Monday, December 28, 2009

Hibiscus cameronii

Hibiscus cameronii | Pink Hibiscus, Cameron's Hibiscus

Hibiscus cameronii is endemic to Madagascar. This species was named in honor of David Cameron, curator of the Birmingham Horticultural Society in England during the 1830s. This is a soft-wooded shrub 1-2m tall with palmate 3-7 lobed leaves. The cup-shaped flowers are 7.5 to 10cm in diameter. Flowers have prominent veining and a red-purple spot at the base of the petals. The staminal column is red, and curved downward. Suitable for warmer areas only, Hibiscus cameronii is an attractive free flowering shrub that requires occasional light pruning. It can be grown from soft tip cuttings taken in summer or by seed sown in spring. A sunny location and light well-drained are best since Hibiscus cameronii is susceptible to root-rot in poorly drained soils.

Some references claim there is a close relationship between Hibiscus cameronii and the Hibiscus rosa-sinensis complex of varieties and that they may be intercrossed. This is unlikely since Hibiscus cameroni belongs to a section other than Lilibiscus. It seems that early on, a Lilibiscus seedling (Hibiscus rosa-sinensis hybrid) was named 'Cameroni' and this was the source of all the confusion. To add to the confusion, some older references also refer to Hibiscus cameronii as 'cameroni', however, according to the IPNI website, cameronii is the correct spelling. For more information on Hibiscus cameronii see "Some notes on Hibiscus cameronii"

Historical Reference: Hibiscus Cameroni (Mr. Cameron's Hibiscus) This new species of hibiscus belongs to the frutescent division of the sixth section (Abelmoschus) of Decandolle. We have described this plant as only a foot high, and un-branched, which is the fact; but in all probability it will become much taller, and, as it increases in size, may become branched. It was raised from seeds collected in the island of Madagascar by the British missionaries, by them transmitted to the Rev. J. A. James of Birmingham, in the year 1837, and by that gentleman presented to the Birmingham Horticultural Society, at which establishment our description and drawing were made. It requires to be grown in loam, peat, and sand, and appears like a plant that would increase readily by cuttings; but it is so slow in its growth, that it has not yet produced a single lateral shoot for that purpose, and will long remain a scarce plant unless it should ripen seeds. In has been stated that we are indebted for this plant to the British missionaries, and we do not know any individuals more likely to introduce new genera and species from unexplored regions, inasmuch as they are admitted into parts from which other persons are excluded. For the derivation of hibiscus we beg to refer our readers to our first volume; the specific name is in compliment to Mr. David Cameron, the able and indefatigable curator of the Birmingham horticultural society.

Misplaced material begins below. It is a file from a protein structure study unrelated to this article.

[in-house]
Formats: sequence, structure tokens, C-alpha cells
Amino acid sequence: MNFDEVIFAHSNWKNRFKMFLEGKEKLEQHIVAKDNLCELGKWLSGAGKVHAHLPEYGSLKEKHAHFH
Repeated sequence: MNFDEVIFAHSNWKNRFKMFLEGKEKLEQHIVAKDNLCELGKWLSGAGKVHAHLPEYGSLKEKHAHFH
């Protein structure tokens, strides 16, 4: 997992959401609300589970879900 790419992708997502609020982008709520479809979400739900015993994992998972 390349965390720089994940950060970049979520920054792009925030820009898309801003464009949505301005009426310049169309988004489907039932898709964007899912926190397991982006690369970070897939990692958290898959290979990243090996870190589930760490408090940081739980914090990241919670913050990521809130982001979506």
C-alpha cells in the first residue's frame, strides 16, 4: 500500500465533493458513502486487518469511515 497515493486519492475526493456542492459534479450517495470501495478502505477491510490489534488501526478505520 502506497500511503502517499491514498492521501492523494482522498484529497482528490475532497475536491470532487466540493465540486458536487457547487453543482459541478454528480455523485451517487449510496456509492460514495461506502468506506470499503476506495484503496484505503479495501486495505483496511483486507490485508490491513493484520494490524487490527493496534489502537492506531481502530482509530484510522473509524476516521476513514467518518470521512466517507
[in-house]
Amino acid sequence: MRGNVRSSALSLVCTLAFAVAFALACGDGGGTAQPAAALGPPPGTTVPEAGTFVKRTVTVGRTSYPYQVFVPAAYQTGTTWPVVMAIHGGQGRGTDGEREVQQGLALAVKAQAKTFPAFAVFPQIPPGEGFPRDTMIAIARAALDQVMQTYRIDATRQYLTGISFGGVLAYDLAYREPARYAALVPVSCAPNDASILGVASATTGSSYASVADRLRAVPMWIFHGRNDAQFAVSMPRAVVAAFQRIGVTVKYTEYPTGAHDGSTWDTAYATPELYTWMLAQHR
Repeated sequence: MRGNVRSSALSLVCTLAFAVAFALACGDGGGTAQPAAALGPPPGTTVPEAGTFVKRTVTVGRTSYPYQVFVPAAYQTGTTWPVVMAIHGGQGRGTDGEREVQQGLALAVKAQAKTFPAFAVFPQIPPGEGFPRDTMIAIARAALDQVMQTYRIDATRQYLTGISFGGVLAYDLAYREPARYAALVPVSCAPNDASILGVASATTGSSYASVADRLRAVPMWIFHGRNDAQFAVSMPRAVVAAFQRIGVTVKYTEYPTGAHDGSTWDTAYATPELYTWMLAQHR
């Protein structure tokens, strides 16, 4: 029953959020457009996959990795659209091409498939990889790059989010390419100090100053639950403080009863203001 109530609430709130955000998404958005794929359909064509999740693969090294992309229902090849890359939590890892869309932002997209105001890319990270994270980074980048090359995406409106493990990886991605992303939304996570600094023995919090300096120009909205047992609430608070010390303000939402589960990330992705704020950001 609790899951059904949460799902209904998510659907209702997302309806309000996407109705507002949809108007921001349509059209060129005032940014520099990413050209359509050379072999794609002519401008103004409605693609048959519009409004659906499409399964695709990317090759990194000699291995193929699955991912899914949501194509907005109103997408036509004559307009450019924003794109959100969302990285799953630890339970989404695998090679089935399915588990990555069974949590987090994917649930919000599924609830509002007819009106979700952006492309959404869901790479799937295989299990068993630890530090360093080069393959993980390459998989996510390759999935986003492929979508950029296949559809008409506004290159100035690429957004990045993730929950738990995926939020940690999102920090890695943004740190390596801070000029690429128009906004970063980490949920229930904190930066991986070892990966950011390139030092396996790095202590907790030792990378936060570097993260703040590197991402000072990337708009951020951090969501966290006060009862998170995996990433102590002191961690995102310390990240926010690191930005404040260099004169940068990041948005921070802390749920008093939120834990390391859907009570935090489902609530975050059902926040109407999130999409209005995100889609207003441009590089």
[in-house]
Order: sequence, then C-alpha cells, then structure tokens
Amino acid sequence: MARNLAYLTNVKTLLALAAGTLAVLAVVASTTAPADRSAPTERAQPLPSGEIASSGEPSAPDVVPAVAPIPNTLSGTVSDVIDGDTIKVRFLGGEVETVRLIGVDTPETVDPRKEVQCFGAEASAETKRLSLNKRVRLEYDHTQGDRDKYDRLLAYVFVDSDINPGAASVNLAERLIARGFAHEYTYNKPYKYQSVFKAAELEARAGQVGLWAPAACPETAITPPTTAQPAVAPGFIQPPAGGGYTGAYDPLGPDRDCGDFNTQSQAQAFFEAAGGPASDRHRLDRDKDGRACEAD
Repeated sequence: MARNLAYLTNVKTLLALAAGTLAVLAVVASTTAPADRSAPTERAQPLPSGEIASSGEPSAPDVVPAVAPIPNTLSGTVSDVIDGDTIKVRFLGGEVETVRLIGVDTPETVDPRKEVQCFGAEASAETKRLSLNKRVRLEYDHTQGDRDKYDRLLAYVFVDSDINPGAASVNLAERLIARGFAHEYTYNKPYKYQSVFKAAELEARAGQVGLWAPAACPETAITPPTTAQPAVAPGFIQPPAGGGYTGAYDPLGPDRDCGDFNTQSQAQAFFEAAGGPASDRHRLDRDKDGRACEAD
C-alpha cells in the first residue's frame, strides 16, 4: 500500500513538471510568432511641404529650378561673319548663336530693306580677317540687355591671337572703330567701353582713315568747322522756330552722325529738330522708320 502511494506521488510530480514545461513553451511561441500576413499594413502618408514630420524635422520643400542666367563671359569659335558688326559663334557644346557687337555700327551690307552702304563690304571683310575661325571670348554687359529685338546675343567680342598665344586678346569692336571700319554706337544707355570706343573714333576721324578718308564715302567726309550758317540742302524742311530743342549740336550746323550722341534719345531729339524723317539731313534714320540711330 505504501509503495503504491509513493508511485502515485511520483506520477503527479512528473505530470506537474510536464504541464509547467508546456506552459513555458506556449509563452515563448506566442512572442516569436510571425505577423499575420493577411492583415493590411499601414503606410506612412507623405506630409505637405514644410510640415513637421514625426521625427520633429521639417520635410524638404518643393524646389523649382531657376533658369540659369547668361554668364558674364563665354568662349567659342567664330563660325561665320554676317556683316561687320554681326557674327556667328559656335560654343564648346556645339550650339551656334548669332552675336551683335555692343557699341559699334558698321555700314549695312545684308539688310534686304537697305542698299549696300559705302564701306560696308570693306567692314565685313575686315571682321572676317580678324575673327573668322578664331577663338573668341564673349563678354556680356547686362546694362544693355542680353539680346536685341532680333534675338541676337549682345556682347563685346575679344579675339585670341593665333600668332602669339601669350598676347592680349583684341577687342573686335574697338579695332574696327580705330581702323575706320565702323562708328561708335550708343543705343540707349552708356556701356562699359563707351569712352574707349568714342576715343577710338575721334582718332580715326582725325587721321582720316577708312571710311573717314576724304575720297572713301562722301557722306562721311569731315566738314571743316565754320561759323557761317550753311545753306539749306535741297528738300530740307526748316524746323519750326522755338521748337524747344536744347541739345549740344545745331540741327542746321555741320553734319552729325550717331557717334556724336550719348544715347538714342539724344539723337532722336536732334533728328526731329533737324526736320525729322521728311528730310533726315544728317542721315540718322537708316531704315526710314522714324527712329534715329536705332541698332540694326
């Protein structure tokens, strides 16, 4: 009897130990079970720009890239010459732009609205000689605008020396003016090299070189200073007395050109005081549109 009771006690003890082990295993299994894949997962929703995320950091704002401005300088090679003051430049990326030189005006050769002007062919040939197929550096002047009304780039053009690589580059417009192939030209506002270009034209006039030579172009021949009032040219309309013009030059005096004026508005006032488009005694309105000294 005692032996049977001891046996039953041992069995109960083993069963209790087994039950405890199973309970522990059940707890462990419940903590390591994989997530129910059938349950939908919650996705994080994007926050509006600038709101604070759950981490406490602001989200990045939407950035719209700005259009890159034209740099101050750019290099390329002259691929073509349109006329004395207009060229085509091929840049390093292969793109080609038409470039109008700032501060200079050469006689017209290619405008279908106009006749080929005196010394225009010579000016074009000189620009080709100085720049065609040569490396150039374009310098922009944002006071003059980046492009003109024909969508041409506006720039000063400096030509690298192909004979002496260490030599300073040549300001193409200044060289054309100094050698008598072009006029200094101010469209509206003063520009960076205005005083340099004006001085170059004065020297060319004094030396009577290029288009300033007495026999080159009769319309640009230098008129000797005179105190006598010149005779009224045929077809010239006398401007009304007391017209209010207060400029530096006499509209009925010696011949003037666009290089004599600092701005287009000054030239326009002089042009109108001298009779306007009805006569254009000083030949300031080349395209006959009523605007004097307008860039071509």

The Floral Cabinet and Magazine of Exotic Botany, vol. 2
   George Beauchamp Knowles, Frederic Westcott
   publisher: William Smith, 1838

Historical Reference: On this trip, I hope to be able to see the true H. cameronii, for as you know, there has been a horticultural scramble on this one for over a hundred years, in fact, almost since its introduction into England from Madagascar in 1837. I am now convinced that the H. cameronii as described in most modern horticultural literature, is not the true H. cameronii, for as you know, there has been responsible for listing H. cameronii as one of the progenitors of the modern hibiscus hybrids in a lot of literature on the subject, including my own. What has been erroneously called H. cameronii is the pink known by many names, Puahi Bishop in Hawaii, and Versicolor in Southern California and Florida. It is very popular in Fiji and other Pacific Islands, and goes under many different names. Although certain reports from India indicate that H. cameronii has been crossed with H. rosa-sinensis, there is no proof that these crosses, too, were not with the pink referred to above. Dr. Y. Tachibana of the Osaka Botanic Garden reports that he has been unsuccessful in his efforts to cross the true H. cameronii with H. rosa-sinensis, but I want to see it and possibly secure seed, as it may be a candidate for the ancestral species for which we are seeking.

   Letters to J.W. Staniford from Ross H. Gast
   October 1963